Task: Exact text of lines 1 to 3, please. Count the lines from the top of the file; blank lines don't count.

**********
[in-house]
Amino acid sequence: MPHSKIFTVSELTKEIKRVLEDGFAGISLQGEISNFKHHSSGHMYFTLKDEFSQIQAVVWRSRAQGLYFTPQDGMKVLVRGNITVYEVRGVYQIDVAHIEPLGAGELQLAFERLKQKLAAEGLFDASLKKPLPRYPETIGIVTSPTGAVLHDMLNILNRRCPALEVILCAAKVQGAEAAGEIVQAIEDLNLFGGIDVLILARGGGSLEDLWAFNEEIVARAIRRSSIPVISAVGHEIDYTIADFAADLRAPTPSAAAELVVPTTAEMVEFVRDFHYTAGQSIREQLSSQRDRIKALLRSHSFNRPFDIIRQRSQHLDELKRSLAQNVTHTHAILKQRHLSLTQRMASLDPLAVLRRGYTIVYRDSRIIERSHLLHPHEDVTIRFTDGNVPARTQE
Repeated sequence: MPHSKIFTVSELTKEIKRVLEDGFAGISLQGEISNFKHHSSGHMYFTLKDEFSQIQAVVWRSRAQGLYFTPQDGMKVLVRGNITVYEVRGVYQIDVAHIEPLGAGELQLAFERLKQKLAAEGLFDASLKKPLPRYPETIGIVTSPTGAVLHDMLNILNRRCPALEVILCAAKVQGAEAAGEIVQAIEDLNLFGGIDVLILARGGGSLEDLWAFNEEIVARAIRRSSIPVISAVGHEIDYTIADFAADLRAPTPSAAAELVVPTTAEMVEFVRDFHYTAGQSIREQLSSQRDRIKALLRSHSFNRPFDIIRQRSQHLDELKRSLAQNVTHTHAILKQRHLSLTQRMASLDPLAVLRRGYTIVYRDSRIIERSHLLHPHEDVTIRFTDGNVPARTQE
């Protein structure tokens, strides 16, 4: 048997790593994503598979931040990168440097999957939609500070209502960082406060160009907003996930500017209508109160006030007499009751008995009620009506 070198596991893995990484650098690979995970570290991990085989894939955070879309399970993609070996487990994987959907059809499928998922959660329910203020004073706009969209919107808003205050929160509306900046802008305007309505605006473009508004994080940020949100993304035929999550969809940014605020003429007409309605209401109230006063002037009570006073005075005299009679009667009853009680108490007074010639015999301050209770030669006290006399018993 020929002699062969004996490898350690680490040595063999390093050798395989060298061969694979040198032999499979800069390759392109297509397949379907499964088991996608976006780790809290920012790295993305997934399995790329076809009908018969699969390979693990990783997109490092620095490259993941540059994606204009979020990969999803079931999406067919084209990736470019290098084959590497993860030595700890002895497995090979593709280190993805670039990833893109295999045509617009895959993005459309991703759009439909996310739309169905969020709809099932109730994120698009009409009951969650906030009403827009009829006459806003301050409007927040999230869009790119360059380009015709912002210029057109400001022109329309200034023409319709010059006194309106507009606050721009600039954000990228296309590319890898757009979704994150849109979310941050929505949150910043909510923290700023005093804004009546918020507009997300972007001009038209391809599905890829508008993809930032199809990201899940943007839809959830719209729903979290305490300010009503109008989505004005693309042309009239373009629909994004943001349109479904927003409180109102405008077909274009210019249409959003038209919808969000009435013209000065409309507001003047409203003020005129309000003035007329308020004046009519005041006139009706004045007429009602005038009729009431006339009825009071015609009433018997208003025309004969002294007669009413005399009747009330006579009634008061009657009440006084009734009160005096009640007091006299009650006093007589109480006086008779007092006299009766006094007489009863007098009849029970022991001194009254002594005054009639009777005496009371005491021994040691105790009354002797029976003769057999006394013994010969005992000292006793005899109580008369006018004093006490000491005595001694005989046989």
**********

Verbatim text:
[in-house]
Amino acid sequence: MPHSKIFTVSELTKEIKRVLEDGFAGISLQGEISNFKHHSSGHMYFTLKDEFSQIQAVVWRSRAQGLYFTPQDGMKVLVRGNITVYEVRGVYQIDVAHIEPLGAGELQLAFERLKQKLAAEGLFDASLKKPLPRYPETIGIVTSPTGAVLHDMLNILNRRCPALEVILCAAKVQGAEAAGEIVQAIEDLNLFGGIDVLILARGGGSLEDLWAFNEEIVARAIRRSSIPVISAVGHEIDYTIADFAADLRAPTPSAAAELVVPTTAEMVEFVRDFHYTAGQSIREQLSSQRDRIKALLRSHSFNRPFDIIRQRSQHLDELKRSLAQNVTHTHAILKQRHLSLTQRMASLDPLAVLRRGYTIVYRDSRIIERSHLLHPHEDVTIRFTDGNVPARTQE
Repeated sequence: MPHSKIFTVSELTKEIKRVLEDGFAGISLQGEISNFKHHSSGHMYFTLKDEFSQIQAVVWRSRAQGLYFTPQDGMKVLVRGNITVYEVRGVYQIDVAHIEPLGAGELQLAFERLKQKLAAEGLFDASLKKPLPRYPETIGIVTSPTGAVLHDMLNILNRRCPALEVILCAAKVQGAEAAGEIVQAIEDLNLFGGIDVLILARGGGSLEDLWAFNEEIVARAIRRSSIPVISAVGHEIDYTIADFAADLRAPTPSAAAELVVPTTAEMVEFVRDFHYTAGQSIREQLSSQRDRIKALLRSHSFNRPFDIIRQRSQHLDELKRSLAQNVTHTHAILKQRHLSLTQRMASLDPLAVLRRGYTIVYRDSRIIERSHLLHPHEDVTIRFTDGNVPARTQE